April is Stress Awareness Month.
Stress is part of life, and it’s incredible how our bodies have built-in mechanisms to deal with it.
This is more or less what happens when our brains perceive a stressful situation:
Initially, the body produces adrenaline (increasing our heart rate), our breathing becomes faster, our muscles tense (prepared to run if needed), our senses (visual, hearing) are heightened, and there’s a rush of glucose to feed the muscles if need – We are ready to fight or run from that lion! 😊
Once the stress passes, the body returns to its normal state.
However, yes, there is a however...
With the modern style of living AND being a woman over 40 years of age, most of us don’t have to confront lions. Instead, we are exposed to constant non-life-threatening stresses (or mini-lions) such as work pressure and responsibilities, family dramas (especially if you have teenagers), business, and maybe even elderly parents that need our attention.
This repeated activation of the stress response impacts your health and well-being. Adrenaline is only designed to be temporary, and so if the stressors continue, the body releases cortisol to ensure the stress response can continue.
Cortisol is a helpful hormone: it’s released to give us energy in the mornings so we can wake up and decreases in the evenings so we can sleep. The problem comes with a constant flow of cortisol: it increases blood pressure, slows metabolism down, increases circulating glucose and abdominal fat storage, it damages arteries and increases the risk of strokes, diabetes, and heart disease. In the long run.
Why is stress an even bigger issue during perimenopause?
With the fluctuation of hormones starting at perimenopause, the body is already under physiological stress, trying to adapt to your change in reproductive status (your ovaries are releasing fewer and fewer eggs as your sex hormones progesterone and estrogen production are decreasing).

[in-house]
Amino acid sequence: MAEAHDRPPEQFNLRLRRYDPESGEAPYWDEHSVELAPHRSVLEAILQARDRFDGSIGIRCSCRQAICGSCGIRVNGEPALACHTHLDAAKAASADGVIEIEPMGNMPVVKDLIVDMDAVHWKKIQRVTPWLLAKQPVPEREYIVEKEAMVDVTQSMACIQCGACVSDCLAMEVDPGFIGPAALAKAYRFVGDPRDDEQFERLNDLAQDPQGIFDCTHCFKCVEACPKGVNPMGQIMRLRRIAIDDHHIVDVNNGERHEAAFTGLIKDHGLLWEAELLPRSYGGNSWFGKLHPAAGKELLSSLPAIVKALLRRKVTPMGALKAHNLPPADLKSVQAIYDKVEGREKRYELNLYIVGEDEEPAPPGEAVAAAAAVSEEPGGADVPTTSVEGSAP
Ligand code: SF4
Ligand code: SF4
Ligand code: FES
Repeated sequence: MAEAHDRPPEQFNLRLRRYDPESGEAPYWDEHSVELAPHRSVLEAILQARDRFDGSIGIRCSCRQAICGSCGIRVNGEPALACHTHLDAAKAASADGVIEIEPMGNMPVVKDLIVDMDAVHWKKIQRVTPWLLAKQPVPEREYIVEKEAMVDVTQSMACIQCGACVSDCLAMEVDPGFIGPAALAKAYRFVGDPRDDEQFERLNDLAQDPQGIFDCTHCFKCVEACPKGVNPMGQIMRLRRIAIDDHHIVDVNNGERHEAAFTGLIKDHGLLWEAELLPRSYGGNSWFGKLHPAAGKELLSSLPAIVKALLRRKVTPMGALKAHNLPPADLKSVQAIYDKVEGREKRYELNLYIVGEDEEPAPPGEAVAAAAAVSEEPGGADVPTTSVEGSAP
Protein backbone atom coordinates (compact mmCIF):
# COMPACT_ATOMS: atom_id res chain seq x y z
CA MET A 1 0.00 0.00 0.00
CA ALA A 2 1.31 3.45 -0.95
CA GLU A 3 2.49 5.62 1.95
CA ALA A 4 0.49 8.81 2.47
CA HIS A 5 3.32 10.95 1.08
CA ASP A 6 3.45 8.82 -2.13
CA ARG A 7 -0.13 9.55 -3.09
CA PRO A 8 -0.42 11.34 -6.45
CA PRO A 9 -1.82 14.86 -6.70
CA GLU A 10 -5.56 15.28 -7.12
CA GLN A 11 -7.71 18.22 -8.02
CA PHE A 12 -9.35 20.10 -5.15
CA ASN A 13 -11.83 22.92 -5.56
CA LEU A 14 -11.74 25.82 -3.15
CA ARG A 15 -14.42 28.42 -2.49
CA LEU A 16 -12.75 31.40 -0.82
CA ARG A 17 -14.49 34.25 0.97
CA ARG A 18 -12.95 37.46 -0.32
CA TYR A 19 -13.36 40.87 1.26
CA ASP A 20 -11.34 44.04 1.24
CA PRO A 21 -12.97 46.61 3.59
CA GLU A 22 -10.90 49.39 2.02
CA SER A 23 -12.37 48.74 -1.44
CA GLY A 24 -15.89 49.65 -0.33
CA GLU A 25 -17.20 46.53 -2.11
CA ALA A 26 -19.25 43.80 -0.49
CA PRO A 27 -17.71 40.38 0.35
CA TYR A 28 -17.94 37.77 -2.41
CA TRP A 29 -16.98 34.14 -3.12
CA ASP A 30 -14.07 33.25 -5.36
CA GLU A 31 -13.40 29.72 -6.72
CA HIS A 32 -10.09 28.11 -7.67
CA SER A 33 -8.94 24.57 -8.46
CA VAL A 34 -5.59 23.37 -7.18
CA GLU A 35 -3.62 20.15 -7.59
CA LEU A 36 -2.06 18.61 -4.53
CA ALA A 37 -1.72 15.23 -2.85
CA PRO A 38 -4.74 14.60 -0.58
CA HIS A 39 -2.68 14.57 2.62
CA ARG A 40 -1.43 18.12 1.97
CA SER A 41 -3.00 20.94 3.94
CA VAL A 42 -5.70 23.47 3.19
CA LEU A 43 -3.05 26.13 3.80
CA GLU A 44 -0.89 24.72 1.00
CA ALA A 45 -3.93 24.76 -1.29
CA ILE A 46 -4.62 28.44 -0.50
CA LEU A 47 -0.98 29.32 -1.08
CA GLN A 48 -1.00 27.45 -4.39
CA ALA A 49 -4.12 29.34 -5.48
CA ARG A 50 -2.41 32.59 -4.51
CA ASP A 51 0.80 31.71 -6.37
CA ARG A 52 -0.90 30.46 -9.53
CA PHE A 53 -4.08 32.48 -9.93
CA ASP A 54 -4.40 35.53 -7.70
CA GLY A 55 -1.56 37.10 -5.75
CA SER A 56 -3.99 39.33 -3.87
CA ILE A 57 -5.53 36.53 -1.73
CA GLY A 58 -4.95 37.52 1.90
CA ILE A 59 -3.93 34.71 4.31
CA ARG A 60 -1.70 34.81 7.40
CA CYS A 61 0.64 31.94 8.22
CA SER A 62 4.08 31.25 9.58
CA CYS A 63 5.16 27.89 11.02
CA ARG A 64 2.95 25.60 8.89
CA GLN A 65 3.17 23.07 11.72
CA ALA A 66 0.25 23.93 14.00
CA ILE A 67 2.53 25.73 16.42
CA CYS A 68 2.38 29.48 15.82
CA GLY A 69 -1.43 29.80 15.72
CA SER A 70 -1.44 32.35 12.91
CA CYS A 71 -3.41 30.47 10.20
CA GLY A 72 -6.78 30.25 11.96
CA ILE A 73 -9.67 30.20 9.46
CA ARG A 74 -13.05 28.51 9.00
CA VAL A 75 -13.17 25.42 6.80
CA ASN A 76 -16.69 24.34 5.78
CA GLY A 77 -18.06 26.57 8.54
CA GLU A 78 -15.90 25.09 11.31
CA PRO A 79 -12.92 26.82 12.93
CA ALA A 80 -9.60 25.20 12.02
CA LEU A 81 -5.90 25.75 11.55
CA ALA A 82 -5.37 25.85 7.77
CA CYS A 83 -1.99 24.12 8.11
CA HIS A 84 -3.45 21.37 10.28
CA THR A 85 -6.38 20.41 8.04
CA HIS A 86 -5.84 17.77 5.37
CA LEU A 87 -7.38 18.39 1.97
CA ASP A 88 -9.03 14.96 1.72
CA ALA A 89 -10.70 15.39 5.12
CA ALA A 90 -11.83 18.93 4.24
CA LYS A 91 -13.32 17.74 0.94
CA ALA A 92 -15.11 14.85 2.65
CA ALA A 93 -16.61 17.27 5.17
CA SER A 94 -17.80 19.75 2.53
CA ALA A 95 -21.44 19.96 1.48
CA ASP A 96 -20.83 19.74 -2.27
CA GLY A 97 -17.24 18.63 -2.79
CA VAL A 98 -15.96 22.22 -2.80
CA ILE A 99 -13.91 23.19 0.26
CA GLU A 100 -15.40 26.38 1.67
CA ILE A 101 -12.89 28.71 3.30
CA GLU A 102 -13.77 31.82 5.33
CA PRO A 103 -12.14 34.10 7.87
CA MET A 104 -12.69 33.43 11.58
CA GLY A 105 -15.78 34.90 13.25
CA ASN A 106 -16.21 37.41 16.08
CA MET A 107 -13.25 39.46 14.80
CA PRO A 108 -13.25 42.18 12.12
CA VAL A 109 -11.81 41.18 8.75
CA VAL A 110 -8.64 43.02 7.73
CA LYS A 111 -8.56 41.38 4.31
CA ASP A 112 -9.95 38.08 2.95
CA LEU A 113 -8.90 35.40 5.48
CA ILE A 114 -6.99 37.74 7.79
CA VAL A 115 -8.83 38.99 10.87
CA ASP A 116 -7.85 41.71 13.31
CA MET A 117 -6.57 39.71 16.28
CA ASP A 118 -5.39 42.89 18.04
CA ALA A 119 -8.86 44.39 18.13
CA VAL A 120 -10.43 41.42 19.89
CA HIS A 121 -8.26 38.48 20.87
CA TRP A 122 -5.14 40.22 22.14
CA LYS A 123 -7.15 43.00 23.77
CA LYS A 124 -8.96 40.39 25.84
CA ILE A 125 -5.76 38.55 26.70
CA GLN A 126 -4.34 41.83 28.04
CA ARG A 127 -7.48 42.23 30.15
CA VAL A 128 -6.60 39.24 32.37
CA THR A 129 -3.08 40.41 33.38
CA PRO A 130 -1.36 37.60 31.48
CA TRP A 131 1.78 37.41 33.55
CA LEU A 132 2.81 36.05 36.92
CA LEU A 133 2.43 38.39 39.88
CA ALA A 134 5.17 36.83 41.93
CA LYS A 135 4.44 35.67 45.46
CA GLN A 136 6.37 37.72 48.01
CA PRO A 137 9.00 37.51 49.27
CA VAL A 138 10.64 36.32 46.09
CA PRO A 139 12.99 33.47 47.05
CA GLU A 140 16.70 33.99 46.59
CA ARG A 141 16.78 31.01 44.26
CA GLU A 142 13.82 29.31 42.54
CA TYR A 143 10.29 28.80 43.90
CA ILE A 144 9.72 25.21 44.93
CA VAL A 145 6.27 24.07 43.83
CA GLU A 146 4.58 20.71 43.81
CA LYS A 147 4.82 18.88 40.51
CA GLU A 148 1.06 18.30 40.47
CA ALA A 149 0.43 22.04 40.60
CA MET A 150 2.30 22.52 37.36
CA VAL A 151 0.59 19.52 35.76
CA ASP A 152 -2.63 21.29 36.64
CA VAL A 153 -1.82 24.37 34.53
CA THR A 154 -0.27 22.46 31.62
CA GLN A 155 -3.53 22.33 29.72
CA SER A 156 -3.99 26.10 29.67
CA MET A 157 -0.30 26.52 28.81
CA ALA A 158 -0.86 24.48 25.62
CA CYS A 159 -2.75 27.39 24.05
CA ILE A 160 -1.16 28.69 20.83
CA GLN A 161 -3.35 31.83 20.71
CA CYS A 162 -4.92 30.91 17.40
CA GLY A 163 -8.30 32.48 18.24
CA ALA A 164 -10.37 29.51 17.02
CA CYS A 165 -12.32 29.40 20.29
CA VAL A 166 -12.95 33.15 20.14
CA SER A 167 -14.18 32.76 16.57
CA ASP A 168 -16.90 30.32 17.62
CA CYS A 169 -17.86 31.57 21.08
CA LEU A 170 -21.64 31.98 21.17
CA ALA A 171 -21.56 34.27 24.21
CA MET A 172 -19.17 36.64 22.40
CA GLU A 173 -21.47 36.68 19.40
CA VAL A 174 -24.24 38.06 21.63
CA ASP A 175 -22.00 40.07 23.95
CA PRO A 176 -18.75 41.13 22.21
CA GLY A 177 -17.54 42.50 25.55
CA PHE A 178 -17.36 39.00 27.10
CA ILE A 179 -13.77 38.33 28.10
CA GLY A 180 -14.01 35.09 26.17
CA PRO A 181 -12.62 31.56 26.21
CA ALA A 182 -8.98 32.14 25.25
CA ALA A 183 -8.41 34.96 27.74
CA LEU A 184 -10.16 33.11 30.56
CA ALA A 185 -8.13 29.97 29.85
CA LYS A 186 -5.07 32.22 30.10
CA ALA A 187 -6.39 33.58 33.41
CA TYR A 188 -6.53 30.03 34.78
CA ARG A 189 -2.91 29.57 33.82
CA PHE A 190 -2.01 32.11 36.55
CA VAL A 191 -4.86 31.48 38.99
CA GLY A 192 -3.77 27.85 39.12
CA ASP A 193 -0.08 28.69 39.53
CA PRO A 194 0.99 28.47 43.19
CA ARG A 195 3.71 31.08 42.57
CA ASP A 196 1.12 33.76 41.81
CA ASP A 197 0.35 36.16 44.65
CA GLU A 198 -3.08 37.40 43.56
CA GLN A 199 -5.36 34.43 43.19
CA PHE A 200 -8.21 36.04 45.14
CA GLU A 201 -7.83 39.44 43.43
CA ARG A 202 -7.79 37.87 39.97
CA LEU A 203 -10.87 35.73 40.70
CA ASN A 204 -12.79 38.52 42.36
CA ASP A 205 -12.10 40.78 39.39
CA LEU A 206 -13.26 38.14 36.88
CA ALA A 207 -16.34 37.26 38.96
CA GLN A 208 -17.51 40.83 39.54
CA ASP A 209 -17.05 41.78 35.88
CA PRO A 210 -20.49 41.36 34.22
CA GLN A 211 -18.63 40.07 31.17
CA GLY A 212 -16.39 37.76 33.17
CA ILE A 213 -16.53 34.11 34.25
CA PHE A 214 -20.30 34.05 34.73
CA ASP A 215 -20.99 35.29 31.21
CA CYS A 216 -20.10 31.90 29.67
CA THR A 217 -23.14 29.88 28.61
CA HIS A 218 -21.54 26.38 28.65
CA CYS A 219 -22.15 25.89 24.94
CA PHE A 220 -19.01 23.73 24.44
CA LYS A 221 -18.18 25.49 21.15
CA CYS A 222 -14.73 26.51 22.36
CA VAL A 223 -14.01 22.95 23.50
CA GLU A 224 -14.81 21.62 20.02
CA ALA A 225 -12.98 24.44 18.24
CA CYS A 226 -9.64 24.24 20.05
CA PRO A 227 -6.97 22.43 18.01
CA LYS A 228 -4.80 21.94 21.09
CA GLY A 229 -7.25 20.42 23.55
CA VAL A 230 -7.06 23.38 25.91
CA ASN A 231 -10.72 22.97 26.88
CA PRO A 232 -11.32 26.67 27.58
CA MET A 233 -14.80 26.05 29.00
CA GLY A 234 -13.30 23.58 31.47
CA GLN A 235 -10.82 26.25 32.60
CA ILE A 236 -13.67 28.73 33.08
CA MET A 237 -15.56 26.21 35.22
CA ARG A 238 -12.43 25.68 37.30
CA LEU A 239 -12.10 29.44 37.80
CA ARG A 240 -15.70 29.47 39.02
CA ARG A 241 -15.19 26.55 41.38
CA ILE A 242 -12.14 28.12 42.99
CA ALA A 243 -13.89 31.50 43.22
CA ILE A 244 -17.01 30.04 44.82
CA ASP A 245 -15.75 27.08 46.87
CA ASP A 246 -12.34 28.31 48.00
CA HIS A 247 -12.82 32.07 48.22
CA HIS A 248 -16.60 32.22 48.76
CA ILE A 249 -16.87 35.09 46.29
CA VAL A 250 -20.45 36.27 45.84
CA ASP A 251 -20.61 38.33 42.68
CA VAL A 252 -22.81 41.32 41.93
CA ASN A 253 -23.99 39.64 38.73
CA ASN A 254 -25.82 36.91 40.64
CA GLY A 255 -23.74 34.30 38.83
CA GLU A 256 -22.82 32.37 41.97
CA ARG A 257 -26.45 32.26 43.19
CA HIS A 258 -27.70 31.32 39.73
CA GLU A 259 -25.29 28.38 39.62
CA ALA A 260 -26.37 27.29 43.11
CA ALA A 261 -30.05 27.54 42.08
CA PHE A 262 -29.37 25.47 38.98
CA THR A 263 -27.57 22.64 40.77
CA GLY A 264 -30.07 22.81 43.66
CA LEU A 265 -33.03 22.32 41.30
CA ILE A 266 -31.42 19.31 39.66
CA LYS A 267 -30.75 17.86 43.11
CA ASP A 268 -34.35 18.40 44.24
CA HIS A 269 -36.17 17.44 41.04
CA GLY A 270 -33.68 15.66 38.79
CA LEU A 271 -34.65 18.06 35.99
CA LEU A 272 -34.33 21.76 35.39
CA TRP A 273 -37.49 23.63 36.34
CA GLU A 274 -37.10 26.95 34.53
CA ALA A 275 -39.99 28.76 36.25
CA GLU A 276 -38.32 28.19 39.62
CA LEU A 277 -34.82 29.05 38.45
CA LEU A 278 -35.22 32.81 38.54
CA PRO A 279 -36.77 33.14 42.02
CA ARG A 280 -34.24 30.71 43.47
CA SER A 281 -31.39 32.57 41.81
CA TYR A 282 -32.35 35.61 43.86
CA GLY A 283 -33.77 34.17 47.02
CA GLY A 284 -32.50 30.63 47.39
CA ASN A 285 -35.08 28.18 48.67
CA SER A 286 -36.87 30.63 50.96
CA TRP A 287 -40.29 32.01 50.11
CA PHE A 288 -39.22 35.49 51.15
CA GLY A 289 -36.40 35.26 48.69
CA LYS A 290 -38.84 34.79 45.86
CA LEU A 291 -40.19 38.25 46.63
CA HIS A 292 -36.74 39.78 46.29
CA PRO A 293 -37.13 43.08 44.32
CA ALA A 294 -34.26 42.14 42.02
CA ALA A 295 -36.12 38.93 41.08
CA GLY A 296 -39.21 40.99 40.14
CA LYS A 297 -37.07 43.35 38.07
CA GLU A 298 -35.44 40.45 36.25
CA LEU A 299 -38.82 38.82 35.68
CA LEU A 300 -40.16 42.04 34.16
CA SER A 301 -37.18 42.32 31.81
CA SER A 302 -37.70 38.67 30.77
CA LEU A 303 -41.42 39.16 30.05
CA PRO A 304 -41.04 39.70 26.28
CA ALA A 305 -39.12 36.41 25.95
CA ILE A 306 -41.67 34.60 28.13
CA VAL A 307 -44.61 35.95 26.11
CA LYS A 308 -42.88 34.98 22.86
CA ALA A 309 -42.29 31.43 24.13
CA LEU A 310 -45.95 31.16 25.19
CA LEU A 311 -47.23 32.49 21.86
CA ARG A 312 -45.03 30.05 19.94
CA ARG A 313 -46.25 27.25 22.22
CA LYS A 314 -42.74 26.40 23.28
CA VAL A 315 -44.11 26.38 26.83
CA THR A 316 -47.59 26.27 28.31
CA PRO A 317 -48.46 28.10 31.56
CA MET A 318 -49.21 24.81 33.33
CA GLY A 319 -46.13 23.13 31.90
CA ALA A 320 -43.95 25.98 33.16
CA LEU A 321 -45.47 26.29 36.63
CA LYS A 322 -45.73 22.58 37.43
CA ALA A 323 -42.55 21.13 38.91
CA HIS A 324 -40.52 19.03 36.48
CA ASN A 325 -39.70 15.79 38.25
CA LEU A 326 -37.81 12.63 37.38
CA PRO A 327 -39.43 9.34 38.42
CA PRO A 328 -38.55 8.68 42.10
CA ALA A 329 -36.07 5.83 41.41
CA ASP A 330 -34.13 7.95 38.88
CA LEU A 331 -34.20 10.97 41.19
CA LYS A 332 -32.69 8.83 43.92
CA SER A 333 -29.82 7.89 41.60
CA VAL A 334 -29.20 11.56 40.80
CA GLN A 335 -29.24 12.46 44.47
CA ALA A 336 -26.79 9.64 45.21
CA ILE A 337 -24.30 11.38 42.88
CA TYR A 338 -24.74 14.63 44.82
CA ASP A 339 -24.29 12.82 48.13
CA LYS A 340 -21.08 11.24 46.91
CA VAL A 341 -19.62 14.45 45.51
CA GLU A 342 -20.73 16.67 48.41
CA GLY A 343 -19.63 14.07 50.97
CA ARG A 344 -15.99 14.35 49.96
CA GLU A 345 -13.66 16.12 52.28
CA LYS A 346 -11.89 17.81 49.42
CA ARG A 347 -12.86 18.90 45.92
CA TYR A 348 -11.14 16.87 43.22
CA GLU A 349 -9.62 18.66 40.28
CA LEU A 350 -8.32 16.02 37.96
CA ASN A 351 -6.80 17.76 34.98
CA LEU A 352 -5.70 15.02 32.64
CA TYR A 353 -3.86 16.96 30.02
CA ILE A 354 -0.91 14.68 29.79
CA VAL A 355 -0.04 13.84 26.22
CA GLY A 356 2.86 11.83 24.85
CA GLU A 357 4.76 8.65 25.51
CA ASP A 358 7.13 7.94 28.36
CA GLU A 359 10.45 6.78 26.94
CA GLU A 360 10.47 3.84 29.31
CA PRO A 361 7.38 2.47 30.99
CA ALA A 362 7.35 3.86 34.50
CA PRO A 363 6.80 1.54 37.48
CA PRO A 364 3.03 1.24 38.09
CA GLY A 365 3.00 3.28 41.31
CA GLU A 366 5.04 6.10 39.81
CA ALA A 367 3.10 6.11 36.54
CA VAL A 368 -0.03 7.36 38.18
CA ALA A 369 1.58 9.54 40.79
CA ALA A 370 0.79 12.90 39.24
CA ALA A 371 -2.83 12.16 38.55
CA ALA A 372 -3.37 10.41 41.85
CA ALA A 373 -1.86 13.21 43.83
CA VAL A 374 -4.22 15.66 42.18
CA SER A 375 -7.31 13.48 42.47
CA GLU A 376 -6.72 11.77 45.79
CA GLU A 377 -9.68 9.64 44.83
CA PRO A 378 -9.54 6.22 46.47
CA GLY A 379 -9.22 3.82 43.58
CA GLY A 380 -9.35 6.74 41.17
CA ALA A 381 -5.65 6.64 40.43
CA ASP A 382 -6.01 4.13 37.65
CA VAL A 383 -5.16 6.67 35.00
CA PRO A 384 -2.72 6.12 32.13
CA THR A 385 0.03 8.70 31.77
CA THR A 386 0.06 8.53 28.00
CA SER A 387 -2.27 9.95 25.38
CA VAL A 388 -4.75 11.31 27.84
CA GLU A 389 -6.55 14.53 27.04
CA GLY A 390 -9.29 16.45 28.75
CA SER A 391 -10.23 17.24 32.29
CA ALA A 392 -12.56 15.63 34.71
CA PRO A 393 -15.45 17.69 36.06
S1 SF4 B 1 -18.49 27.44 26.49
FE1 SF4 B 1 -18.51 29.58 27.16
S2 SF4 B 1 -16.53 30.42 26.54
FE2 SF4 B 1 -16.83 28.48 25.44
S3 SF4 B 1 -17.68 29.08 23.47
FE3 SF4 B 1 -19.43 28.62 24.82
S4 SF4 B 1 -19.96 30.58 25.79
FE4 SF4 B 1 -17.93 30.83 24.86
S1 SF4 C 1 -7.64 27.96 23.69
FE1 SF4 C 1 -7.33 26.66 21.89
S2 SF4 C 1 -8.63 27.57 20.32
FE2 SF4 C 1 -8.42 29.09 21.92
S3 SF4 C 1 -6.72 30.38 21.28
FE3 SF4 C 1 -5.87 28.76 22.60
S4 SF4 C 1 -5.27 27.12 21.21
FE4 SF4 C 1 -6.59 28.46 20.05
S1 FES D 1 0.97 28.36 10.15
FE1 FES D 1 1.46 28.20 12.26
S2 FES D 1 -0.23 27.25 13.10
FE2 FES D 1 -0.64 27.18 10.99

You become more sensitive to stress during perimenopause.
This means you’re not as resilient or tolerant to stress as you used to be – not only emotionally but physiologically.
Since you’re going through metabolic stress (due to the change in hormones levels during perimenopause), baseline cortisol levels may be higher throughout this time, and you are likely to have symptoms such as heavier and more painful bleeds, bloating, breast tenderness, worsening PMS symptoms.
Different hormones are affecting your sleep during this time.
Cortisol wakes us up in the morning. Melatonin helps us sleep at night. The problem is that they are antagonists, so if cortisol levels are high at night, it affects the production of melatonin – which may result in trouble falling or staying asleep.
The lack of sleep can create a vicious cycle of increased fatigue, brain fog, and anxiety, all of which exacerbate more cortisol and stress, and so on.